Randy and his wife Elyana live near St. Louis, Missouri, USA. Randy earned a Bachelors Degree in Chemistry with an emphasis in Biochemistry, and he works in Telecom IT management. He volunteers as a professional and personal mentor, NRA certified Chief Range Safety Officer and enjoys competitive tactical pistol, rifle, and shotgun. He has 30 plus years teaching Wing Chun Kung Fu, Chi Kung, and healing arts. Randy served as a Logistics Section Chief on two different United States federal Disaster Medical Assistance Teams over a 12 year span. Randy is a 32nd degree KCCH and Knight Templar. His Masonic bio includes past Lodge Education Officer for two symbolic lodges, Founder of the Wentzville Lodge Book Club, member of the Grand Lodge of Missouri Education Committee, Sovereign Master of the E. F. Coonrod AMD Council No. 493, Co-Librarian of the Scottish Rite Valley of St. Louis, Clerk for the Academy of Reflection through the Valley of Guthrie, and a Facilitator for the Masonic Legacy Society. Randy is a founding administrator for Refracted Light, full contributor to Midnight Freemasons, and an international presenter on esoteric topics. Randy hosts an open ongoing weekly Masonic virtual Happy Hour on Friday evenings. Randy is an accomplished home chef, a certified barbecue judge, raises Great Pyrenees dogs, and enjoys travel and philosophy.
A group of Master Masons talk about topics of Masonic interest--each from their own unique perspective. You'll find a wide range of subjects including history, trivia, travel, book reviews, great quotes, and hopefully a little humor as well on topics of interest for Freemasons and those interested in the subject of Freemasonry.
Focus Within the Lodge
by Midnight Freemason Contributor
Bro. Randy Sanders
We live in a world of constant bombardment from advertisers and noise, and this doesn’t stop at the doors to the lodge. We endure the constant pressure of our Grand Lodges and appendant bodies to increase membership, to enact new programs, to do more. We renew our own efforts emphasizing Masonic activities here, a youth program there, or whatever fits our own interest. I am totally guilty of this with regards to my own interests within the Craft. Is it time for a reset?
The answer lies in our own rituals and how we look at the cyclical nature of Nature herself. We talk about the rule of the day with regularity. We take pride in our patron Saints John the Evangelist and John the Baptist. We even mark the Holy St. Johns by the Solstices with much written about applying that beautiful symbolism in our daily thoughts and prayers, and how we are instructed to treat ourselves and others with love and compassion.
As with Nature, the cyclical nature of ebbs and flows, of wave-like patterns, applies over and over to the Craft. The sacred retreat from the outside world would benefit from more focus from us, definitely including me, toward silence and respect during lodge, and careful contemplation outside of the lodge on being active. The regularity of the Sun and the Moon symbolize the daily tasks we must all accomplish whether working a nine to five job or taking care of family or loved ones. The regularity of that work is important to our own internal accomplishments of providing for the family or giving back to society in some manner. We take too much pride in our charity, yet I encourage us to do more. Do more charity, but let’s tone down the pride and focus on our own internal sense of accomplishment without broadcasting it to the world. Am I guilty here? Well, it is one of the things I decided to work on in the coming year.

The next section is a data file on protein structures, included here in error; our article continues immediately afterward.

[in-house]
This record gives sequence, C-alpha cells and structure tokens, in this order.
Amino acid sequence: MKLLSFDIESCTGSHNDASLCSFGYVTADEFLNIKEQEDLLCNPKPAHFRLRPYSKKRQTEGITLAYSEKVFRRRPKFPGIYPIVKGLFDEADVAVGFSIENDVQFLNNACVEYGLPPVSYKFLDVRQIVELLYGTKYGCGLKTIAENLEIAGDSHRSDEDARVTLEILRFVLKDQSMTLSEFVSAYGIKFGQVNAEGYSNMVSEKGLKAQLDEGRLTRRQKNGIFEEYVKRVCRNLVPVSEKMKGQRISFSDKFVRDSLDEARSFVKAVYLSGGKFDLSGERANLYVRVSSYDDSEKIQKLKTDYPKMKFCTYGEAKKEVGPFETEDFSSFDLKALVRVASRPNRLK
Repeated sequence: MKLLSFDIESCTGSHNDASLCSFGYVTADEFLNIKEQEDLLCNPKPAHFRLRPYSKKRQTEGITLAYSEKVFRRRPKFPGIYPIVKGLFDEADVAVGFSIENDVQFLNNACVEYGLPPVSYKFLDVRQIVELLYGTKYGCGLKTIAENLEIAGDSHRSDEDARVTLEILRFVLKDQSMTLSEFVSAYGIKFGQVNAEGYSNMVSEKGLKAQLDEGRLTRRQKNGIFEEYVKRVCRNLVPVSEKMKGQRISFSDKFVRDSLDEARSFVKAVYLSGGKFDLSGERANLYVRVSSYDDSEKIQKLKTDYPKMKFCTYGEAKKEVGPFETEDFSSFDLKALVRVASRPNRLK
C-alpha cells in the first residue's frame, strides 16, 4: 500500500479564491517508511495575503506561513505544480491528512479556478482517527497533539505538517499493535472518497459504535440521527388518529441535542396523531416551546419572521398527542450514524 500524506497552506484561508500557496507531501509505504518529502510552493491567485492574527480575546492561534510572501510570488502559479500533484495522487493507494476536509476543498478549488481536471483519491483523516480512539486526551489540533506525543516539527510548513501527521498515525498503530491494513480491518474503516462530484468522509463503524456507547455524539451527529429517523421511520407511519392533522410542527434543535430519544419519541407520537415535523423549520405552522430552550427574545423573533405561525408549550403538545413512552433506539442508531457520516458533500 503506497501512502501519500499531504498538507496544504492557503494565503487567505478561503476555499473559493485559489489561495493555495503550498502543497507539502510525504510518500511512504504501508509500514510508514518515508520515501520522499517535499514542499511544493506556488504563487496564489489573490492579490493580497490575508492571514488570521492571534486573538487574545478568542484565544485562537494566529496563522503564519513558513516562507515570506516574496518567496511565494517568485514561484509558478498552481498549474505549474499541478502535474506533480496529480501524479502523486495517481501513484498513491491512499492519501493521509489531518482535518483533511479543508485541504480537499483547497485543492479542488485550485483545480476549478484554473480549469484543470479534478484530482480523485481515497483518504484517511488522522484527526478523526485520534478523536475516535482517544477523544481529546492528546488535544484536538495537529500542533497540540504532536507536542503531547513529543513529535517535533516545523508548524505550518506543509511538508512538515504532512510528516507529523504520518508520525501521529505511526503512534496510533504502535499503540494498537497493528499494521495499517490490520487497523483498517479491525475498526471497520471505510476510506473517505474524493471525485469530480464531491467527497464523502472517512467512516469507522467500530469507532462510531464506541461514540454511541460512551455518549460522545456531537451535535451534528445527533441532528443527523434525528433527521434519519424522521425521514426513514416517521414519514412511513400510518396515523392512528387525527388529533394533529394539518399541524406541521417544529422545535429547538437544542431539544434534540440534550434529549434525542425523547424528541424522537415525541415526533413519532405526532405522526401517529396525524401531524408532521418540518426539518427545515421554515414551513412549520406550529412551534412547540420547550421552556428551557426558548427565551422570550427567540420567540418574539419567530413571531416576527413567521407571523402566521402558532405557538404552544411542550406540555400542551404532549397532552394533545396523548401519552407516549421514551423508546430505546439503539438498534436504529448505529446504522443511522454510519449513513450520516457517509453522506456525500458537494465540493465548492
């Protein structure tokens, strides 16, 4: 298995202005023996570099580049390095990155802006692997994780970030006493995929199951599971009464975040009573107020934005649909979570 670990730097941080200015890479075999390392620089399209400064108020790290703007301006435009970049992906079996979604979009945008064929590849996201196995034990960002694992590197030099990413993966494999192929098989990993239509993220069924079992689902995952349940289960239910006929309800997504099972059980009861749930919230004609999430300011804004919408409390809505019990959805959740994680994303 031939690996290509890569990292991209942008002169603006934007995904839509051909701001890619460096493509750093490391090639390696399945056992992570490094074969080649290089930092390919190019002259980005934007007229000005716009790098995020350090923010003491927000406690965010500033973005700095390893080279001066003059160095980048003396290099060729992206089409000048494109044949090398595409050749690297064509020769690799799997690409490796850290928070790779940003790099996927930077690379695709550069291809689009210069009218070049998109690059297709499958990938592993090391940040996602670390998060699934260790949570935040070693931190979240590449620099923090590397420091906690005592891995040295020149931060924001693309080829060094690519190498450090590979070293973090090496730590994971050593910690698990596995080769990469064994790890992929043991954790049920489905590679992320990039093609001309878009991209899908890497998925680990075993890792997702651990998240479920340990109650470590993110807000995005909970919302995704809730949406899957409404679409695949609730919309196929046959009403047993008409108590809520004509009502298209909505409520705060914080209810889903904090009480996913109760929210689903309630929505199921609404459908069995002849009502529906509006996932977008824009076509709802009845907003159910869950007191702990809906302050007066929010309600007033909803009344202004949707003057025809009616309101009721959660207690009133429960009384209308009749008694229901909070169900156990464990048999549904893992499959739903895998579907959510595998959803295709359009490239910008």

Why focus on a year? Again, let’s go back to our ritual and structure of the lessons. The year can be divided in half by the Solstices or quarters when including the Equinoxes. The year can further be divided, although not exactly equally, by the phases of the moon, then divided by the rotations of the planet for sunrise/sunset. Nature tells us there is regularity, and we take advantage of that regularity by marking the progression. We call it Time. Looking at simple project management principles, any complex task can be broken down into smaller tasks, which can then be broken down into individual tasks or actions. We can track those toward accomplishment. We benefit by assigning a goal and putting effort into that action, task, and complex task to make that happen within the cycles we just assigned as time to complete the task. Freemasonry shows us the lessons of project management and time management centuries or even ages before “project management” became a thing.
What does this have to do with the constant bombardment of advertisers and noise? I propose we find ways to keep the advertisers of all kinds out of the lodge room. Unless it’s an educational presentation or announcement of activities, anything other than Blue Lodge can well be relegated to and stay in the fellowship hall or dining hall. We accomplish great things in silence, so let us make that happen in the lodge room with a demand to cease sidebar conversations. How many of us have witnessed a newly raised brother get handed a petition for the appendant bodies as he is first seated among the brethren? Why is the timing of this action not outrageous when the Lodge will likely close within the next half hour? We can reset the focus toward only allowing Blue Lodge within the tiled lodge, and discussion of other interests pushed elsewhere in a fraternal manner of fellowship. We can set the goal, set timely objectives, and revisit the progress often to make sure it happens.
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